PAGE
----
However, with the right support and adjustments in the classroom, vision impaired students can learn the curriculum alongside everyone else.

To empower vision impaired students, teachers should look to verbalise lessons, magnify materials, and incorporate braille and tactile resources into all aspects of the classroom environment – according to the NCCD.


The impact and challenges presented by vision impairment are significantly different for every student, depending on the cause and extent of vision loss, according to the Nationally Consistent Collection of Data on School Students with Disability (NCCD.

Additionally, vision impairment can cause students to have visual fatigue and strain their eyes while alternating between near and distance focussing – making it difficult to complete learning tasks, study, and complete assignments.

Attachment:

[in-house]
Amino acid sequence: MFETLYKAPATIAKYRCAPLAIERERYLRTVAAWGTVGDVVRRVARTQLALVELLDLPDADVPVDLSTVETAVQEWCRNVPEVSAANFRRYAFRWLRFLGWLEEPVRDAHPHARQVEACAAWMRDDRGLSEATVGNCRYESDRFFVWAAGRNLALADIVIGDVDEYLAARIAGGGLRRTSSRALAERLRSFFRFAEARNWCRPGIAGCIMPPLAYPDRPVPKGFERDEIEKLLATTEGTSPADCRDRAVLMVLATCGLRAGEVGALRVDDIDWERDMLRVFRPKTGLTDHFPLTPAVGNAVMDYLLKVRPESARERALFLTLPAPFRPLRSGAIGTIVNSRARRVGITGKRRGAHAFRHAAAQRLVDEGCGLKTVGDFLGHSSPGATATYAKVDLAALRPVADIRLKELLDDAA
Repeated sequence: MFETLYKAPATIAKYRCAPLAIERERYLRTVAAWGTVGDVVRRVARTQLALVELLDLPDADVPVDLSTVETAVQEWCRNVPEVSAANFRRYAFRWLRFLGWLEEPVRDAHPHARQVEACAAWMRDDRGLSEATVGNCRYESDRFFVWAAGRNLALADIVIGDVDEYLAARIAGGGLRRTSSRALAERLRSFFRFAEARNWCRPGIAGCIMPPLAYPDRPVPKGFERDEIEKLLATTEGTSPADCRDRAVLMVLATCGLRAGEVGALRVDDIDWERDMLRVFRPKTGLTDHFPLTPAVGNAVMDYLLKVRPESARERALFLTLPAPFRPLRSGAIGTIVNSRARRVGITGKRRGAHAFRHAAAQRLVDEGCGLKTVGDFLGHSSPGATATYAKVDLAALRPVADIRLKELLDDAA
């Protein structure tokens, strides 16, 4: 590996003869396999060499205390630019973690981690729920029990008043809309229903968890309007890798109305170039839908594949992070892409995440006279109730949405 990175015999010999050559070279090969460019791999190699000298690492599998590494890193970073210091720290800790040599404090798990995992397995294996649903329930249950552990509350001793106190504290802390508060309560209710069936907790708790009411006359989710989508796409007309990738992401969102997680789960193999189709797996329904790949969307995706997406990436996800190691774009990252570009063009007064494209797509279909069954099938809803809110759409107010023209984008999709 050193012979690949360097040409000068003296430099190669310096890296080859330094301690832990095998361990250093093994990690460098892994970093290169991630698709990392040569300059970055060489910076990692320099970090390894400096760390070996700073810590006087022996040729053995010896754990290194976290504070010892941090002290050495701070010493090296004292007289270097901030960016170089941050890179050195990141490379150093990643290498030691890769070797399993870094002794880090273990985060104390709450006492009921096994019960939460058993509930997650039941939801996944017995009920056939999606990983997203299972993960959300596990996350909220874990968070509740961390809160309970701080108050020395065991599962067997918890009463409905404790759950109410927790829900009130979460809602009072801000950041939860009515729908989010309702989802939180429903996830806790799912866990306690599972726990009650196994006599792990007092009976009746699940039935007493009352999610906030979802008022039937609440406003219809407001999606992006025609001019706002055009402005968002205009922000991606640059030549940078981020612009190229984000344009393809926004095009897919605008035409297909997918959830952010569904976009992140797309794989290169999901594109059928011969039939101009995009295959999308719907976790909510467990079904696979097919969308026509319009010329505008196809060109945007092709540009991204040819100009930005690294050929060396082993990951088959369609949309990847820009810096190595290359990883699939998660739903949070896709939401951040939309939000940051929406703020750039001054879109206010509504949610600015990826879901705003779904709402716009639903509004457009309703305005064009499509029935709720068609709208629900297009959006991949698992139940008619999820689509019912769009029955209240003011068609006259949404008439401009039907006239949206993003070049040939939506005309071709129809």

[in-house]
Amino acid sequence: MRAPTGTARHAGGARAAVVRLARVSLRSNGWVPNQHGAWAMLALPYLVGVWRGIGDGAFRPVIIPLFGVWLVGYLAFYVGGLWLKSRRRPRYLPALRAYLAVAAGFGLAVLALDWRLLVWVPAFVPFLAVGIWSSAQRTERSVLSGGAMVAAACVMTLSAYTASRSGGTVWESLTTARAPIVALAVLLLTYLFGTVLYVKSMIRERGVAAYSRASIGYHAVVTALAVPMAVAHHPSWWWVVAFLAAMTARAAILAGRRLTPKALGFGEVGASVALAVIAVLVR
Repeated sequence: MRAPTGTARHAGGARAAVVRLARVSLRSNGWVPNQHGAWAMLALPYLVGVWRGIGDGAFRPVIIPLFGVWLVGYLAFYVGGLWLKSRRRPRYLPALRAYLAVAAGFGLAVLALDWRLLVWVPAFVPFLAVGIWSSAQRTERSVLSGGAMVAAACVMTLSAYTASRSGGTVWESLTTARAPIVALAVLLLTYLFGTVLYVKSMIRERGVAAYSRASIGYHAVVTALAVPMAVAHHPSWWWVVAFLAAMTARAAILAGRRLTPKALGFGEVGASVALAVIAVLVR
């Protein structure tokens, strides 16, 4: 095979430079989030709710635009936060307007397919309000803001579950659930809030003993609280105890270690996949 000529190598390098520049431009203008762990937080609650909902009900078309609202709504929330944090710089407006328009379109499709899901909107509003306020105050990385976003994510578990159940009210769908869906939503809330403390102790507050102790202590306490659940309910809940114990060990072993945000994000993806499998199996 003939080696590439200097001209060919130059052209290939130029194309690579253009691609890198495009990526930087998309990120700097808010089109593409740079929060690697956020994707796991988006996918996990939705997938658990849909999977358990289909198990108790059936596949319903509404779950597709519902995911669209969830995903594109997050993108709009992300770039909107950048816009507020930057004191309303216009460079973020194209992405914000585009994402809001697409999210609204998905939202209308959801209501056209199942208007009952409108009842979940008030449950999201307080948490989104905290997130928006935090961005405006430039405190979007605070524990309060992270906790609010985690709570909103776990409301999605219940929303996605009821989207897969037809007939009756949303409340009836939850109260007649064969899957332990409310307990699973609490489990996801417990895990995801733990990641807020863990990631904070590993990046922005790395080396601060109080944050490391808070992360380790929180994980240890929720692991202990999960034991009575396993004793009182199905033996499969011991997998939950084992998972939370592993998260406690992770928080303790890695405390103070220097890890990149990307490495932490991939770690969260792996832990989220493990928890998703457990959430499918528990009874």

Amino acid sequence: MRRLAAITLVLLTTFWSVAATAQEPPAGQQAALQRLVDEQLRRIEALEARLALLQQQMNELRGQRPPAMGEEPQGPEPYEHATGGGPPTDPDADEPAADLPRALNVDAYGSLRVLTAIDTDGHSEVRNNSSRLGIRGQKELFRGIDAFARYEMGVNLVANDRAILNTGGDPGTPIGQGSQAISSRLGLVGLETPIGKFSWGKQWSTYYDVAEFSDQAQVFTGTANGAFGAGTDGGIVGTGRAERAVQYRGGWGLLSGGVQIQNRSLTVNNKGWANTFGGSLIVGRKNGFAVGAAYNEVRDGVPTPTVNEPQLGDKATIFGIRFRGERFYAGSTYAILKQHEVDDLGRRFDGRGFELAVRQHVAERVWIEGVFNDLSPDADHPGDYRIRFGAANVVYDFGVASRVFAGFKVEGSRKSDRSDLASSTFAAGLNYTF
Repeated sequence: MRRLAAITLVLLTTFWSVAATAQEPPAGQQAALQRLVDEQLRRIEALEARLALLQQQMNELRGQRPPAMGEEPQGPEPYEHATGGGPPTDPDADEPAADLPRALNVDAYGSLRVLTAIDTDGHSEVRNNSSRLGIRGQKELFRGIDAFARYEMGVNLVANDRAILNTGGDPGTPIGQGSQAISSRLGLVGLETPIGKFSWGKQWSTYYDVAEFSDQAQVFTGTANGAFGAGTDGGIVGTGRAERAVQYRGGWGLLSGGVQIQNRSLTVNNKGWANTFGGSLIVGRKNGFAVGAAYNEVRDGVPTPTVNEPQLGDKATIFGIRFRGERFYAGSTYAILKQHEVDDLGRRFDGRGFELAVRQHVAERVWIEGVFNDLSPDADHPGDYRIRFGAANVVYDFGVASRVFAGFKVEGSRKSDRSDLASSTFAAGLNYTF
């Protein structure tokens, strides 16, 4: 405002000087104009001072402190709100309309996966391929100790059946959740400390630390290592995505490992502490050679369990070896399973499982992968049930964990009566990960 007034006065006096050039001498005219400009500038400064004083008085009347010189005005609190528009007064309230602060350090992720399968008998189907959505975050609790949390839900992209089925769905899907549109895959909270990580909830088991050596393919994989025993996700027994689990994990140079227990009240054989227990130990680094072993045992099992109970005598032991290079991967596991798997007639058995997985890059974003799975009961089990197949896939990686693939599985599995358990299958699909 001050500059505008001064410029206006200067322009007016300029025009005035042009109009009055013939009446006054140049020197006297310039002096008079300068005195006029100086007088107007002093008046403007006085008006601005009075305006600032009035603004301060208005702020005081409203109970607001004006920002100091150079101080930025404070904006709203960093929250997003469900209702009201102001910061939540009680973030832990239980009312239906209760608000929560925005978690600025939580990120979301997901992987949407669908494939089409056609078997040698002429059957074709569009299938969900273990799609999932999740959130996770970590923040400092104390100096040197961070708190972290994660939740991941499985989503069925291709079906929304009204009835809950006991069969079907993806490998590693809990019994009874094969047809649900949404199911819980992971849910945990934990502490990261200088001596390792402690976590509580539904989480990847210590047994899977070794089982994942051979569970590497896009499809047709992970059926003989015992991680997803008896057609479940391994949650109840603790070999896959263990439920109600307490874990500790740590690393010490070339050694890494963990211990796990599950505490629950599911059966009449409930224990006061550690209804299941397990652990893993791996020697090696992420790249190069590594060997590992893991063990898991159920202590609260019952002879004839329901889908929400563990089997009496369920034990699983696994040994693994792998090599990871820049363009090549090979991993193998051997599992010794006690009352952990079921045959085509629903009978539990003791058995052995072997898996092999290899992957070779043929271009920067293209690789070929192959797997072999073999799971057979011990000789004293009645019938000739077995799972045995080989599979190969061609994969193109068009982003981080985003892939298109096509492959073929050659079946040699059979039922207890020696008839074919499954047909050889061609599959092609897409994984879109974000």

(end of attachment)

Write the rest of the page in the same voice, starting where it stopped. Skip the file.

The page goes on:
The NCCD’s podcast series on Classroom Adjustments highlights five adjustments that can be made in the classroom to enable students with disability to access and participate in education on the same basis as their peers.

In the Vision Impairment episode, experts on vision impairment provide some key actionable adjustments that educators can make to better support vision impaired students in the classroom and enables schools, education authorities and governments to better understand the needs of students with vision impairment or blindness.

Five key takeaways:

  1. Verbalise your instructions as much as possible – fill visual gaps with words.